Algebras in SymPyCore

Aaron Meurer edited this page Mar 12, 2011 · 2 revisions
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SymPy currently implements all symbolic arithmetic in a few global classes like Add, Mul and Pow. Expressions are formed by nesting instances of such classes, along with arbitrary user-defined classes that inherit from Basic.

This approach has a few problems.

  • It results in a lot of code complexity, because core classes like Add and Mul must know how to deal with all possible inputs. For example, they must be able to handle both commutative and noncommutative input, and should somehow be able to represent both evaluated and evaluated expressions. Extensibility also suffers, because it is hard to customize the mostly hardcoded behavior of Add and Mul in extension code.
  • Performance is poor, because Add, Mul and related classes have to use the most general representation for expressions and they have to check for many special cases. When the expressions are purely polynomial, for example, much more efficient algorithms are available.
One alternative is not to force everything into the same symbolic algebra, but to allow multiple algebras, which each define how expressions should be represented, which simplifications to apply by default, etc. For example, there can be a UnivariatePolynomial algebra optimized for arithmetic with polynomials of one variable. Or a user might want to define an algebra in which simplify() is applied automatically.

The standard hierarchy of algebras might look something like this:

  • PrimitiveAlgebra
    • StandardCommutativeAlgebra
    • StandardNoncommutativeAlgebra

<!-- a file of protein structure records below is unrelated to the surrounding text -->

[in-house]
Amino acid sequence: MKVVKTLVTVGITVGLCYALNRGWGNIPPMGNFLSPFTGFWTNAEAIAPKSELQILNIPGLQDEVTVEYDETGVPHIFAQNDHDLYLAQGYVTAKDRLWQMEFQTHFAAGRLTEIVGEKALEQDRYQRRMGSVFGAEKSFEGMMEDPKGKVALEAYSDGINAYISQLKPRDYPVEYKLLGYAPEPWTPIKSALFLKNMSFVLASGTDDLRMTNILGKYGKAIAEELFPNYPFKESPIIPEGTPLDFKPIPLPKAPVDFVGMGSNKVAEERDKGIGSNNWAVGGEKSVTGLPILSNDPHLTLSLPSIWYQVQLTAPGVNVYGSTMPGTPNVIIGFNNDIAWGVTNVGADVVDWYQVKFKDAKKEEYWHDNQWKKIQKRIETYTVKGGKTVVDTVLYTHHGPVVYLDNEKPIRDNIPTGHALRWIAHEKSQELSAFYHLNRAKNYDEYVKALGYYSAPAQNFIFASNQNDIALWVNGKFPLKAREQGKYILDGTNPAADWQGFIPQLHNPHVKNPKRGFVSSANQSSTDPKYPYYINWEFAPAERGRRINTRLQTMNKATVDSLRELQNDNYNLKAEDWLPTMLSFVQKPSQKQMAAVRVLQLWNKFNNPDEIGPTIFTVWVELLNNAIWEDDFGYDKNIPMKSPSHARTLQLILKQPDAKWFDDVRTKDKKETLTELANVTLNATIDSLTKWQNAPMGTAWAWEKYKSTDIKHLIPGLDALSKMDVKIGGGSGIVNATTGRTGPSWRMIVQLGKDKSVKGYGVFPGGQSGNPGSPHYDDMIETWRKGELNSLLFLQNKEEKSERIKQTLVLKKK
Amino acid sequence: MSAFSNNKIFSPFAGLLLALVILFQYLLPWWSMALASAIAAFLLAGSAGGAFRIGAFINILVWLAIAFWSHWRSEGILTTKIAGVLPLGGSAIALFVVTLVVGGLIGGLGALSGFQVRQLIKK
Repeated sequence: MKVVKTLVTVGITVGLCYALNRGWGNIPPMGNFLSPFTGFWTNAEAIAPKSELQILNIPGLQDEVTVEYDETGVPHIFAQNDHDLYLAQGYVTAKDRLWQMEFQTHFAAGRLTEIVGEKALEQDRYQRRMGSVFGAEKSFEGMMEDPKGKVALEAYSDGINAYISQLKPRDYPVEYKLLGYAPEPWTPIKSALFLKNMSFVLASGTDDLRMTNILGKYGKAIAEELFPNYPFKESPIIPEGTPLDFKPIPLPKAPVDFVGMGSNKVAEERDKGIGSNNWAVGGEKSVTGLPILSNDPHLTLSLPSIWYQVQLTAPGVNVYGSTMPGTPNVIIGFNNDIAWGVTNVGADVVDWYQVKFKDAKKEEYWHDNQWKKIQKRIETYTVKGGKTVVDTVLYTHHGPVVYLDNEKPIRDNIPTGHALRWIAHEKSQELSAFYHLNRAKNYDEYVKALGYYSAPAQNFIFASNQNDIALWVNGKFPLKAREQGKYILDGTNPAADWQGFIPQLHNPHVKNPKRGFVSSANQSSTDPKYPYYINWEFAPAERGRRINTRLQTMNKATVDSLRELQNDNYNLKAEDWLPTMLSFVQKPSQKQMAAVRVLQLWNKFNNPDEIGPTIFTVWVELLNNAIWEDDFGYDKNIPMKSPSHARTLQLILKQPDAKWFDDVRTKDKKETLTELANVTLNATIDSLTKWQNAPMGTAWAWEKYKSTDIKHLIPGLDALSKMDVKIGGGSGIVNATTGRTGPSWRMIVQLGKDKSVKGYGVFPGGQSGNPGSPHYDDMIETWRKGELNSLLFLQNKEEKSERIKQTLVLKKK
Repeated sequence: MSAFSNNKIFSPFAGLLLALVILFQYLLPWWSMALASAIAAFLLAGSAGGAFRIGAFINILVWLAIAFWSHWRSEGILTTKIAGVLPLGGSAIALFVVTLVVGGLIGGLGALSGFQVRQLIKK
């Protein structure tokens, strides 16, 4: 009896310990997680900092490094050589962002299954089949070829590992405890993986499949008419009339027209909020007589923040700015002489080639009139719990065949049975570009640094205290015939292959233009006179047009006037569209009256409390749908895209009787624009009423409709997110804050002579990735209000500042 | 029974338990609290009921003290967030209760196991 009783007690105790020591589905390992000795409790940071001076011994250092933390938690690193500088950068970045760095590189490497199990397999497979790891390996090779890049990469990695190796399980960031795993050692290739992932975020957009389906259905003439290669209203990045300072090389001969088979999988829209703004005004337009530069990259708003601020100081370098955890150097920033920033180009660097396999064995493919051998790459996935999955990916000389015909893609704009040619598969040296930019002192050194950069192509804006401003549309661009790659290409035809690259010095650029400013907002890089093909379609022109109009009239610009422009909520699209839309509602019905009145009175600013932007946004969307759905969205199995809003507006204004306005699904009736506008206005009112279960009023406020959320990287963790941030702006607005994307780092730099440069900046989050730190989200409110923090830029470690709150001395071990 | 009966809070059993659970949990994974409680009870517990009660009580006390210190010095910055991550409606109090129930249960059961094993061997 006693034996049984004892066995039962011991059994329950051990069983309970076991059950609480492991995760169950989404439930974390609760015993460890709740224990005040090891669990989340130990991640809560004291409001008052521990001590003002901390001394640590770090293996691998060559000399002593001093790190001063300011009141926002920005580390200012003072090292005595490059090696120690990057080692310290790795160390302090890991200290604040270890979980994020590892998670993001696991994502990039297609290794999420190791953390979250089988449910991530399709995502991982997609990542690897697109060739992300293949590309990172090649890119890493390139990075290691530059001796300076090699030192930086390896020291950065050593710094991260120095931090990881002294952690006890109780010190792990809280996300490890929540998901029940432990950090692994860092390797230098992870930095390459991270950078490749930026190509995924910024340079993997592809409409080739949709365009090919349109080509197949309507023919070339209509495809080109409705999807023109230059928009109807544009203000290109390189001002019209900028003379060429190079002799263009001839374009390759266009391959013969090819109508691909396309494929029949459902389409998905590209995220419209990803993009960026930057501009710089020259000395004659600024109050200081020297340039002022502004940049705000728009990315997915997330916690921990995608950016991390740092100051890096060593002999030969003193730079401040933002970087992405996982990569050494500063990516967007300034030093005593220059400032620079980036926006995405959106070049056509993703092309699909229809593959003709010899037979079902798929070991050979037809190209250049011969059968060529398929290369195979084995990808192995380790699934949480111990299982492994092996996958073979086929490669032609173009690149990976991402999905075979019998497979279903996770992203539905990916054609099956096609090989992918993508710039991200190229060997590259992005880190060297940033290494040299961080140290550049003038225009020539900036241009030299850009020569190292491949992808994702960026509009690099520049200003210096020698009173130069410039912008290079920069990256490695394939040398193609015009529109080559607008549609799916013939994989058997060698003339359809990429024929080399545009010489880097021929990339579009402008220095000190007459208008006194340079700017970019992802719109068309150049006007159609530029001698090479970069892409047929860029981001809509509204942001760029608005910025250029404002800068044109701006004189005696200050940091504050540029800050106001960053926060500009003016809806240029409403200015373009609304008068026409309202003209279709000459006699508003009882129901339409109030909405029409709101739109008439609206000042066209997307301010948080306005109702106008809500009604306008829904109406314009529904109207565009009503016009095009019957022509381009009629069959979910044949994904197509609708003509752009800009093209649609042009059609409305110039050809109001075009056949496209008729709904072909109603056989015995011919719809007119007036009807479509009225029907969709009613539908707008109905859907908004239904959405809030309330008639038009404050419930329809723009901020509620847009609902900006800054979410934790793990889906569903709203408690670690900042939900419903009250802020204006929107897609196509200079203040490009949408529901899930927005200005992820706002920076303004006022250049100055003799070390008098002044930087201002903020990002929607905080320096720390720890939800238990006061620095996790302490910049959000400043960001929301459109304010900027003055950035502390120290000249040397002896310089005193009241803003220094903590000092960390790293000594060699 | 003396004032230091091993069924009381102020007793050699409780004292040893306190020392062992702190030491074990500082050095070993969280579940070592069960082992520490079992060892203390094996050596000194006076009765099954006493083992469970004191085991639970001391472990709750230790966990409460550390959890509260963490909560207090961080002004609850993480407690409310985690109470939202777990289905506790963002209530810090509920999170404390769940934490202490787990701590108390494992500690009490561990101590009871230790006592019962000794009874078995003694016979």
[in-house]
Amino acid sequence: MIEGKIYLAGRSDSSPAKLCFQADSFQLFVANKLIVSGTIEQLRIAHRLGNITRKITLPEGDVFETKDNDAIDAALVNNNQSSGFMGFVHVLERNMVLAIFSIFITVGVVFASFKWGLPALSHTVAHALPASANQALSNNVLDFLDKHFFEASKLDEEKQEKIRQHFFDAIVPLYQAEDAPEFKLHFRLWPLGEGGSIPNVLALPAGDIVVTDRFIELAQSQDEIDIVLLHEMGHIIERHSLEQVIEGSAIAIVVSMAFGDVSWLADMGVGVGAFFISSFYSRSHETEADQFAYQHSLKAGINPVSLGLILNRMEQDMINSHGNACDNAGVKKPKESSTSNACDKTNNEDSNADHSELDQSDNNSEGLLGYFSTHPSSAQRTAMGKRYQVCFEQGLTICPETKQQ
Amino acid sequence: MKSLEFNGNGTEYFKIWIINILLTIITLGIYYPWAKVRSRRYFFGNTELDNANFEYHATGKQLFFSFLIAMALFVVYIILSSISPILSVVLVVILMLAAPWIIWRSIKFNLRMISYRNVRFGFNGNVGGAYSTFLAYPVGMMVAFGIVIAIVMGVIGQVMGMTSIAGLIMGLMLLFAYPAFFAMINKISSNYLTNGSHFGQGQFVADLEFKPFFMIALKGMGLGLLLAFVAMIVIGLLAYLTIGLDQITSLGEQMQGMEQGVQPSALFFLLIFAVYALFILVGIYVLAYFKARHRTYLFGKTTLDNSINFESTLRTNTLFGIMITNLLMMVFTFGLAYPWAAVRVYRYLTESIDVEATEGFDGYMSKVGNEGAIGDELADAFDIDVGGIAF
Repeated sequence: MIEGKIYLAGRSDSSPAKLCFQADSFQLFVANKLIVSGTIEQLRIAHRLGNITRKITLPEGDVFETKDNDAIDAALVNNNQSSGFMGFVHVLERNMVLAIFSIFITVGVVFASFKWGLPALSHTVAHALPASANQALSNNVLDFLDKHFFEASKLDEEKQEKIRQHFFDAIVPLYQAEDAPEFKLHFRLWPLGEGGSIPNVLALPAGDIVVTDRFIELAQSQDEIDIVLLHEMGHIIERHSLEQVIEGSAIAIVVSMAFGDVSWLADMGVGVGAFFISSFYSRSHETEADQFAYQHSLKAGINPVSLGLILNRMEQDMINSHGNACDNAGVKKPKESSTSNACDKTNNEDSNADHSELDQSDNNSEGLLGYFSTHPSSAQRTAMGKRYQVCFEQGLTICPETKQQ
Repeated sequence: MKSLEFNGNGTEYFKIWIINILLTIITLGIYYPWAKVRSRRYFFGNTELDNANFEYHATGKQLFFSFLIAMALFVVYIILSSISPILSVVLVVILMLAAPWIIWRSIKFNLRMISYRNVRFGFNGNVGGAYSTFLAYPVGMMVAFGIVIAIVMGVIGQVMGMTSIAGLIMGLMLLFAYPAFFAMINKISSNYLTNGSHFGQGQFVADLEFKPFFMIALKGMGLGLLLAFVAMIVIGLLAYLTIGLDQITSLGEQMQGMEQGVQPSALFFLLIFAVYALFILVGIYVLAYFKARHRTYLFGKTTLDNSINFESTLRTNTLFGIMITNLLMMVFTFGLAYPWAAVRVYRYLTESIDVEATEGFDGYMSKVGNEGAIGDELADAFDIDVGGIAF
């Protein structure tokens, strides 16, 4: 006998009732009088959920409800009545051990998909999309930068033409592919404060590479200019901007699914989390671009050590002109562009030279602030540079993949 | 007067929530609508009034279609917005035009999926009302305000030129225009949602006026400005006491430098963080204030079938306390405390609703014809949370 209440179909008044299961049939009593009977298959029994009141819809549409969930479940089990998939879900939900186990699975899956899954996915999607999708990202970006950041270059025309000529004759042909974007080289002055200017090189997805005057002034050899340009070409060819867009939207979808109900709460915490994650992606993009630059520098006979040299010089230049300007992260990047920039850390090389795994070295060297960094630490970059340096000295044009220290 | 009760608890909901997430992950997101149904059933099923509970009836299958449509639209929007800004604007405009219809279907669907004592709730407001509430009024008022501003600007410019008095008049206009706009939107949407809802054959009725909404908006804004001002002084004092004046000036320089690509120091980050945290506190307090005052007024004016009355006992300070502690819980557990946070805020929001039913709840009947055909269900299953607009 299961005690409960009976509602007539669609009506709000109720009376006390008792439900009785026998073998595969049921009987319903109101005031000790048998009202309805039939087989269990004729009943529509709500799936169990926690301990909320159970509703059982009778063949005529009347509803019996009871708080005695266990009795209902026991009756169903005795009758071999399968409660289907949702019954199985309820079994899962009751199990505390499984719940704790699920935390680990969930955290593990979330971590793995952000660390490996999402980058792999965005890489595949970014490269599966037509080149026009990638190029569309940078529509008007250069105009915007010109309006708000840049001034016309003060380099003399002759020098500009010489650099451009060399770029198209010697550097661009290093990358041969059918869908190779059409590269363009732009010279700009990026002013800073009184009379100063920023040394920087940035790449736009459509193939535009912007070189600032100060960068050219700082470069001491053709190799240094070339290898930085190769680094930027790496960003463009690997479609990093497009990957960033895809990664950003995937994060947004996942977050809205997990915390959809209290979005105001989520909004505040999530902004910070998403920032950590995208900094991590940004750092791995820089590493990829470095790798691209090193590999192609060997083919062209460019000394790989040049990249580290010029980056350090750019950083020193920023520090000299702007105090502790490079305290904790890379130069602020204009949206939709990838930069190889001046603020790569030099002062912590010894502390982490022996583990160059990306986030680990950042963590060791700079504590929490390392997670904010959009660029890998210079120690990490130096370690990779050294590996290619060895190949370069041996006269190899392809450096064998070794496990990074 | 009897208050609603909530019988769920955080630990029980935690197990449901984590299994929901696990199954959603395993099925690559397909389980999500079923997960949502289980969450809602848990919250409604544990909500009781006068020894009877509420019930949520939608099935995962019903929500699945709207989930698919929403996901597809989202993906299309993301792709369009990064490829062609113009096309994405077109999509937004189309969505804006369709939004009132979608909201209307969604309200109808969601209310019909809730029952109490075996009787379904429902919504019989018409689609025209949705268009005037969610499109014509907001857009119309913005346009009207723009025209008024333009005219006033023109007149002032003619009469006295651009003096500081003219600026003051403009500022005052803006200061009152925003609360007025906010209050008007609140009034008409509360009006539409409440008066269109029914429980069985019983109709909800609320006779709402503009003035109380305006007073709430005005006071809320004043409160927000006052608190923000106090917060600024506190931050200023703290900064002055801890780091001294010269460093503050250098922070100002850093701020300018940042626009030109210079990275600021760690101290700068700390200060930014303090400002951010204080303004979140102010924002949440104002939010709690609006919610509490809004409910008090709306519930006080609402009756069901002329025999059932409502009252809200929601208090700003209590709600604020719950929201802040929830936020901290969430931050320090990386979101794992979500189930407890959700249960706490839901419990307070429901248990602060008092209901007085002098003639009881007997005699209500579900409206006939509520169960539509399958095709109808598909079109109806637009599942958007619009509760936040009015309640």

• PolynomialAlgebra
      • UnivariatePolynomialAlgebra
      • MultivariatePolynomialAlgebra
Each algebra has its own Symbols, Numbers, etc. The methods , , etc on those classes are defined to create objects from the same algebra.

The PrimitiveAlgebra represents expressions as pure tuple s-expressions. It implements arithmetic operations but performs no simplifications whatsoever, so that for example x * 1 -> (*, x, 1). This means that it can replicate expressions from other algebras exactly (regardless of how those algebras represent them), and thus it can be used to automatically convert expressions between different algebras, for printing, code generation, etc. Using a simple tuple s-expression format as a common language is efficient and makes interfacing with external code very easy.

The StandardCommutativeAlgebra would be the one visible to users by default. For example, sympy(core).Symbol would actually be an alias for StandardCommutativeAlgebra.Symbol. The default algebra (which would work pretty much like SymPy does currently) should cover the need of 95% of users.

References:

  [http://code.google.com/p/sympycore/wiki/Algebra Specification SymPyCore algebras.]

Category:Documentation Category:Design Category:Algorithms